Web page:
Let’s also not forget that Australia is one of only a few nations that allow investors to deduct property losses against unrelated income. And yet we have one of the most unaffordable housing markets in the world and chronic supply problems (despite a massive land mass). What does this tell you about the efficacy of Carr’s arguments to retain negative gearing?

In any event. If Carr was truly interested in boosting housing supply, he would be lobbying to free-up the various supply-side constraints that prevent affordable homes from being built, rather than supporting an egregious tax lurk that costs taxpayers billions in foregone tax revenue, does nothing to boost supply, and crowds-out FHBs.

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Comments

    • Strange Economics

      More than 20 % of the economy is FIRE now. Half of the FIRE jobs are bank financing, leasing, repairing, and tax agenting second hand apartments to renters. But all the high paying jobs – bank and super funds, major lobbyists and future employers to the party of non-FOFA.

      If they removed neg gearing, then FHBs would buy all these houses, and there’d be less FIRE jobs. Might have to start making something again.

      Look at the local jobs websites in Melbourne – jobs are – sales of expensive fashion and luxury cars , and otherwise trades to renovate houses, real estate jobs, tax agents, mowing services, and real estate advertising.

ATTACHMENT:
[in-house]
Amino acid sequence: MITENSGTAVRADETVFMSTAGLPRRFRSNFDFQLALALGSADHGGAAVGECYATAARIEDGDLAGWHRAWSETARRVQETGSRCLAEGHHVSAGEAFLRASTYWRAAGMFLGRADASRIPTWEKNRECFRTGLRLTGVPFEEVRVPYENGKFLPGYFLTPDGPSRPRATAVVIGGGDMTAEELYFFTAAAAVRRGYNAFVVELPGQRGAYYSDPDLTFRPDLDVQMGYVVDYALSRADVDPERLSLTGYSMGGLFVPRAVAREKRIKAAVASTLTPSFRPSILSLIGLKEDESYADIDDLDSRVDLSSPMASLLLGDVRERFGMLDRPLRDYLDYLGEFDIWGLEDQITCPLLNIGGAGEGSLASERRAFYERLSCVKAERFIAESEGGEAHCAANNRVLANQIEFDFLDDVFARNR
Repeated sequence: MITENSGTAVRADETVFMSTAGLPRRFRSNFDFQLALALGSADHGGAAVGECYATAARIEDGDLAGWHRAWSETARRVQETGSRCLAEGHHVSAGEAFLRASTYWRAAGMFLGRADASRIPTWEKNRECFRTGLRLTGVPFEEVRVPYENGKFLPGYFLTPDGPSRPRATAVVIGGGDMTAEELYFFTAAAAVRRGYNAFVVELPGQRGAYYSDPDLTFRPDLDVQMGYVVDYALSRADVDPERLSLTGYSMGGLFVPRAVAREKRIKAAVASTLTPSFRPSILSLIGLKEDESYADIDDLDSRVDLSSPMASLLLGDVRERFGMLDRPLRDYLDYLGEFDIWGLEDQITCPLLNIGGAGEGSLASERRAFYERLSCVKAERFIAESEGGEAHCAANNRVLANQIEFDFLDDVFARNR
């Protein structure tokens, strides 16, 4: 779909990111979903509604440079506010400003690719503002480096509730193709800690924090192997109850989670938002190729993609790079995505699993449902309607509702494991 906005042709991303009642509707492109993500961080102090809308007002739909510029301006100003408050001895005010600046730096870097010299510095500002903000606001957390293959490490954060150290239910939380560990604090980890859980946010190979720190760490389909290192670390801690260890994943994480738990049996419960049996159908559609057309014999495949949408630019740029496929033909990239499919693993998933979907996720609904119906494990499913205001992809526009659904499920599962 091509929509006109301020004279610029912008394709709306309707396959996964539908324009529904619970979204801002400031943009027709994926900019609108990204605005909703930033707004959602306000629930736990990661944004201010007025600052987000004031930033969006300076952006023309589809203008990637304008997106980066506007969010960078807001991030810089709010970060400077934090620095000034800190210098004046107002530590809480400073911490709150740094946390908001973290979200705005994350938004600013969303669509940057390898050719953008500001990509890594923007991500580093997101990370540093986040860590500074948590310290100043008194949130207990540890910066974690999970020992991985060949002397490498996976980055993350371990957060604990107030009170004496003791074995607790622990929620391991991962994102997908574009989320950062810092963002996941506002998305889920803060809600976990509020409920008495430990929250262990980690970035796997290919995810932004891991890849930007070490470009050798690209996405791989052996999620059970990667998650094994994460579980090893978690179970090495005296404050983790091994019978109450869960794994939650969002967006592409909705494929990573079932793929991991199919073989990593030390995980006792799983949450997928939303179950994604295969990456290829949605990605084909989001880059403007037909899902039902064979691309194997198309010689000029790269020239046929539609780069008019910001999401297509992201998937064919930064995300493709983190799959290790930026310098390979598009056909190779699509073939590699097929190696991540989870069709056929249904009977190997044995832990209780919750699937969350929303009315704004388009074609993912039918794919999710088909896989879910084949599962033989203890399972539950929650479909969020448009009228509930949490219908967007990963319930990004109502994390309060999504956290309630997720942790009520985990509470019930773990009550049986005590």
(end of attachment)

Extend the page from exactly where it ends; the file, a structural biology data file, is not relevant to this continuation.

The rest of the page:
Australia is an RE speculator tax paradise – and the govt pays them for it as well as protects the banks. Even the Murray inquiry suggests negative gearing Should go.

  1. well broken down Leith, again.

    It seems the current exclusion of the principle residence from age pension means testing has not had any air time in a while…(WRT its effect on housing affordability)

  2. “..the country needs to stop treating investors as the enemy”

    Bloody hell, does this guy live under a rock. We don’t have investors, we have rent-seeking speculators in plague proportions buying established homes because that is what the RBA and the Tax Act is herding them into.

    I don’t know how you keep your sanity L.

    • That first sentence should read “…the country needs to stop treating FHB as the enemy”

    • Denis413MEMBER

      +1

      Adam Carr’s article reiterates how lack of an understanding of language contributes greatly to our current predicament.

      How many Australians think owning shares = investing… His article would read completely different if the correct word was used:

      “It’s against that backdrop that any punitive measures taken against speculators, including regular calls to scrap tax breaks such as negative gearing, would prove extremely harmful and have deleterious consequences for the economy and society at large.

      This is because if global trends are any guide… then the burden for maintaining Australia’s housing stock will increasingly fall to the Speculator community…

      Australia already has an acute housing shortage. …if policymakers genuinely want to rebalance the economy and address Australia’s chronic housing shortage with a much needed construction rebound, then the country needs to stop treating speculators as the enemy…”